Standards and Specifications

  • F. Leslie Hart
  • Harry Johnstone Fisher


Standards and specifications are not new, but as old as commerce itself. As trade grew beyond the barter stage, the need for a common trade language and definition of terms increased. Guilds and trade associations were formed to serve this purpose. Many of our present day standards are nothing more than codified trade practices.


Trade Association Grade Standard Poultry Product Meat Inspection Process Fruit 
These keywords were added by machine and not by the authors. This process is experimental and the keywords may be updated as the learning algorithm improves.


Unable to display preview. Download preview PDF.

Unable to display preview. Download preview PDF.

Text References

  1. 1.
    Federal Food, Drug and Cosmetic Act and General Regulations for its Enforcement. Washington: U.S. Department of Health, Education and Welfare (1964).Google Scholar
  2. 2.
    Regulations Governing the Meat Inspection Act. Washington: U.S. Department of Agriculture (1965).Google Scholar
  3. 3.
    Regulations Governing the Inspection of Poultry and Poultry Products. Washington,: U.S. Department of Agriculture (1965).Google Scholar
  4. 4.
    Office Consolidation of the Foods and Drugs Actand Regulations. Ottawa: Queen’s Printer (as of Jan. 27, 1970). B.14.002.Google Scholar
  5. 5.
    Canada Meat Inspection Act and the Meat Inspection Regulations. Ottawa: Queen’s Printer (1965); Canada Agricultural Products Standard Act and Dressed and Eviscerated Poultry Regulations. Ottawa: Queen’s Printer (1960).Google Scholar
  6. 6.
    Office Consolidation of the Canada Agricultural Products Standards Act and the Processed Fruit and Vegetables Regulations. Ottawa: Queen’s Printer (1966).Google Scholar
  7. 7.
    U.S. Standards for Grades of Processed Fruits, Vegetables and Certain Other Products. Washington: U.S. Department of Agriculture, Consumer and Marketing Service (1970).Google Scholar
  8. 8.
    Guide for Buying Fresh and Frozen Fish and Shellfish, Circular 214. Washington: U.S. Dept. of the Interior, Bureau of Commercial Fisheries (Reprinted 1959). (Lists 14 U.S. Standards for Seafood.)Google Scholar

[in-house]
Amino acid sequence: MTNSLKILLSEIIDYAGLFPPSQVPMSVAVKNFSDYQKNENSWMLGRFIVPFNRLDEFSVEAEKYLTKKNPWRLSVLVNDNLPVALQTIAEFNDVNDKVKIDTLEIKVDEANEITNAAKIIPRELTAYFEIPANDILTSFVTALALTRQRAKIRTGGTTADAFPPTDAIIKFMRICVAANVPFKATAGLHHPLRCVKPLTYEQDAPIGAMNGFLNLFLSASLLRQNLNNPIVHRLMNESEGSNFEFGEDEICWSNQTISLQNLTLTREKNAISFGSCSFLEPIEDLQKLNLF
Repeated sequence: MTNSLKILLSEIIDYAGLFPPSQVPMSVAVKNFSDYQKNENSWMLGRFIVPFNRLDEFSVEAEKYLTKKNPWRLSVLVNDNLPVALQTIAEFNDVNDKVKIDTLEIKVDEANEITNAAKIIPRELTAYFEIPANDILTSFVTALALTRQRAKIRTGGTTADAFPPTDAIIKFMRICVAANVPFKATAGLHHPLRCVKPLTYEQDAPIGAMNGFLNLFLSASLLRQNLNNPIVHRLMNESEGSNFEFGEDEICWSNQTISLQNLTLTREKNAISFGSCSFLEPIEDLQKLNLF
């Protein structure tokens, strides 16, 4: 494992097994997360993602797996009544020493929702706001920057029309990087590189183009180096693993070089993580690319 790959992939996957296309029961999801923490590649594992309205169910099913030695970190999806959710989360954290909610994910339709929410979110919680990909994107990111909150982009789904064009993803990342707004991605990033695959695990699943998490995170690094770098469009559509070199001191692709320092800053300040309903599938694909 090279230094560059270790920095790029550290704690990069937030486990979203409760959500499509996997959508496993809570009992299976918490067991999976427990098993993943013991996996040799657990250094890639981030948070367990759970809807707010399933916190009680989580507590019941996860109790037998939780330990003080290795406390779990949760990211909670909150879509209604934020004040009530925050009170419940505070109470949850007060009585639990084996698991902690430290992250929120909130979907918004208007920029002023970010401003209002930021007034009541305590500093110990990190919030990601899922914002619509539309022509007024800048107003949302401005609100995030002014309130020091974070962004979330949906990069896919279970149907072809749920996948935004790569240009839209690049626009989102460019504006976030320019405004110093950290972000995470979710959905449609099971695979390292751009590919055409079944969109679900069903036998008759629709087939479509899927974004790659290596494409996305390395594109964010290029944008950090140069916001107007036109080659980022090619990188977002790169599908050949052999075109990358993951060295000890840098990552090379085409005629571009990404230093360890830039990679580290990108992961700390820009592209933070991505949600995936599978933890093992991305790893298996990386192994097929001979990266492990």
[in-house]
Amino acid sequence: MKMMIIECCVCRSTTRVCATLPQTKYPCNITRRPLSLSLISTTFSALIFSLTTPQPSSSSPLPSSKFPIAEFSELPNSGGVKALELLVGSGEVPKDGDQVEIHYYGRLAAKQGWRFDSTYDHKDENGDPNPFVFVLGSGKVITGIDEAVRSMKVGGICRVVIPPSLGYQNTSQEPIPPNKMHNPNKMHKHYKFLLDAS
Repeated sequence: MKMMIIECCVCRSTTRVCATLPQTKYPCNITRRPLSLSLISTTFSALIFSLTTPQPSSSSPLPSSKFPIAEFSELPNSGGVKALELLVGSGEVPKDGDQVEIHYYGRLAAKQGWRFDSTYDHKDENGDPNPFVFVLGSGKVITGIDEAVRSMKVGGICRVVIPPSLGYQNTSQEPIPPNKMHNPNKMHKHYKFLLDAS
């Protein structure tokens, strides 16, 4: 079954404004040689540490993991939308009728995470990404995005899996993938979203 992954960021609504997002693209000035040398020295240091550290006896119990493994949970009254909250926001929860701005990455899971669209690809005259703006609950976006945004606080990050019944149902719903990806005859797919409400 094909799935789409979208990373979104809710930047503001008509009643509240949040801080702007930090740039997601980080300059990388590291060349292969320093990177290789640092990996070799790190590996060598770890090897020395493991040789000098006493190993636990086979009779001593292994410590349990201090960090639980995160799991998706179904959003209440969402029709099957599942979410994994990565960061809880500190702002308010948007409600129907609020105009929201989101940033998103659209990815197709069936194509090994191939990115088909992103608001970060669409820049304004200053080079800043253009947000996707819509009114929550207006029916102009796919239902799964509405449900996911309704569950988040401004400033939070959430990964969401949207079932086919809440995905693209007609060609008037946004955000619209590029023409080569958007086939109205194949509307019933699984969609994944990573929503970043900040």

9. 9.
    Guide to Specifications of the Federal Government. Washington, D.C.: General Services Administration (1965).Google Scholar

Selected References

  1. A. Code of Federal Regulations. Washington: Office of the Federal Register, National Archives and Records Service, General Services Administration (as of Jan. 1, 1970). Title 21, parts 1–119.Google Scholar
  2. B.
    Allen, R. J. L.: “Food Standards in the United Kingdom”. In: Food Technol., 48:151 (1965).Google Scholar
  3. C.
    Bartlett, R. P. and Wegener, J. B.: “Sampling Plan Developed by USDA for Inspection of Processed Fruits and Vegetables.” In: Food Technol., 11:526 (1957).Google Scholar
  4. D.
    Department of Defense: Sampling Procedures and Tables for Inspection of Attributes, MIL-STD-105D. Washington: U.S. Government Printing Office (1963).Google Scholar
  5. E.
    Requirements of the Food, Drug and Cosmetic Act. FDA Publication No. 2. (1964).Google Scholar
  6. F.
    Kramer, A.: “Problem of Developing Grades and Standards of Quality”. In: Food, Drug and Cosmetic Law J., 7:23 (1952).Google Scholar
  7. G.
    Kramer, A. and Wigg, B. A. T.: Fundamentals of Quality Control for the Food Industry. Westport: Avi Publishing Co., Inc. (1962).Google Scholar
  8. H.
    Somers, R. K.: “Federal Meat Inspection Labeling Program.” In: Assoc. Food & Drug Officials U.S., Quart. Bull., 29:3 (1965).Google Scholar
  9. I.
    Stefferud, E. (ed.): Food, The Yearbook of Agriculture. Washington: U.S. Dept. of Agriculture and U.S. Government Printing Office (1959). Chapter 6.Google Scholar

Copyright information

© Springer-Verlag New York Inc. 1971

Authors and Affiliations

  • F. Leslie Hart
    • 1
  • Harry Johnstone Fisher
    • 2
  1. 1.U.S. Food and Drug AdministrationBoston DistrictUSA
  2. 2.The Connecticut Agricultural Experiment StationNew HavenUSA

Personalised recommendations